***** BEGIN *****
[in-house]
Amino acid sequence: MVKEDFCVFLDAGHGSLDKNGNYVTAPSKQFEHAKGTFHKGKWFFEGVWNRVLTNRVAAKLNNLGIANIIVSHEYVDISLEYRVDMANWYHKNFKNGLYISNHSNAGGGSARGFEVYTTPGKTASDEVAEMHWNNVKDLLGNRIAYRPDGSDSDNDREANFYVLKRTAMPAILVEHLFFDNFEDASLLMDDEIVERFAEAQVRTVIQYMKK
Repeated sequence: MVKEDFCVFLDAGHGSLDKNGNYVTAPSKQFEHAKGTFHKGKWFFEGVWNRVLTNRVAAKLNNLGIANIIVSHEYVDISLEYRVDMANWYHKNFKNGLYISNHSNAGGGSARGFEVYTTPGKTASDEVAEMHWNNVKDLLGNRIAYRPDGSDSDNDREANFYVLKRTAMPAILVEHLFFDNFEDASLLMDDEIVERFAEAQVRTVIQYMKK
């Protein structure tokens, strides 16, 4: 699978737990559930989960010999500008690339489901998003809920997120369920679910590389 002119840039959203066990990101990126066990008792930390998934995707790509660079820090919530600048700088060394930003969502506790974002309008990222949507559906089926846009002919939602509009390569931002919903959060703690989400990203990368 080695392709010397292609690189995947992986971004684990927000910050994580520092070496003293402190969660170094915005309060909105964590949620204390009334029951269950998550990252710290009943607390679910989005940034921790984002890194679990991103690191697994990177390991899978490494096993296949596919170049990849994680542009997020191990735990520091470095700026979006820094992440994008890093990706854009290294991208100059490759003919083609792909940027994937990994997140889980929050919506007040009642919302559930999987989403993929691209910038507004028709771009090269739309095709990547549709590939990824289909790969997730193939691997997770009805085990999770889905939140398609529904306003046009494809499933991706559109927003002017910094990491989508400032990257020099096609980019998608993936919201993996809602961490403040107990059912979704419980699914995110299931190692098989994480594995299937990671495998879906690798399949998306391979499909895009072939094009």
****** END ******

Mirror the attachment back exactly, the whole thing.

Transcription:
[in-house]
Amino acid sequence: MVKEDFCVFLDAGHGSLDKNGNYVTAPSKQFEHAKGTFHKGKWFFEGVWNRVLTNRVAAKLNNLGIANIIVSHEYVDISLEYRVDMANWYHKNFKNGLYISNHSNAGGGSARGFEVYTTPGKTASDEVAEMHWNNVKDLLGNRIAYRPDGSDSDNDREANFYVLKRTAMPAILVEHLFFDNFEDASLLMDDEIVERFAEAQVRTVIQYMKK
Repeated sequence: MVKEDFCVFLDAGHGSLDKNGNYVTAPSKQFEHAKGTFHKGKWFFEGVWNRVLTNRVAAKLNNLGIANIIVSHEYVDISLEYRVDMANWYHKNFKNGLYISNHSNAGGGSARGFEVYTTPGKTASDEVAEMHWNNVKDLLGNRIAYRPDGSDSDNDREANFYVLKRTAMPAILVEHLFFDNFEDASLLMDDEIVERFAEAQVRTVIQYMKK
């Protein structure tokens, strides 16, 4: 699978737990559930989960010999500008690339489901998003809920997120369920679910590389 002119840039959203066990990101990126066990008792930390998934995707790509660079820090919530600048700088060394930003969502506790974002309008990222949507559906089926846009002919939602509009390569931002919903959060703690989400990203990368 080695392709010397292609690189995947992986971004684990927000910050994580520092070496003293402190969660170094915005309060909105964590949620204390009334029951269950998550990252710290009943607390679910989005940034921790984002890194679990991103690191697994990177390991899978490494096993296949596919170049990849994680542009997020191990735990520091470095700026979006820094992440994008890093990706854009290294991208100059490759003919083609792909940027994937990994997140889980929050919506007040009642919302559930999987989403993929691209910038507004028709771009090269739309095709990547549709590939990824289909790969997730193939691997997770009805085990999770889905939140398609529904306003046009494809499933991706559109927003002017910094990491989508400032990257020099096609980019998608993936919201993996809602961490403040107990059912979704419980699914995110299931190692098989994480594995299937990671495998879906690798399949998306391979499909895009072939094009």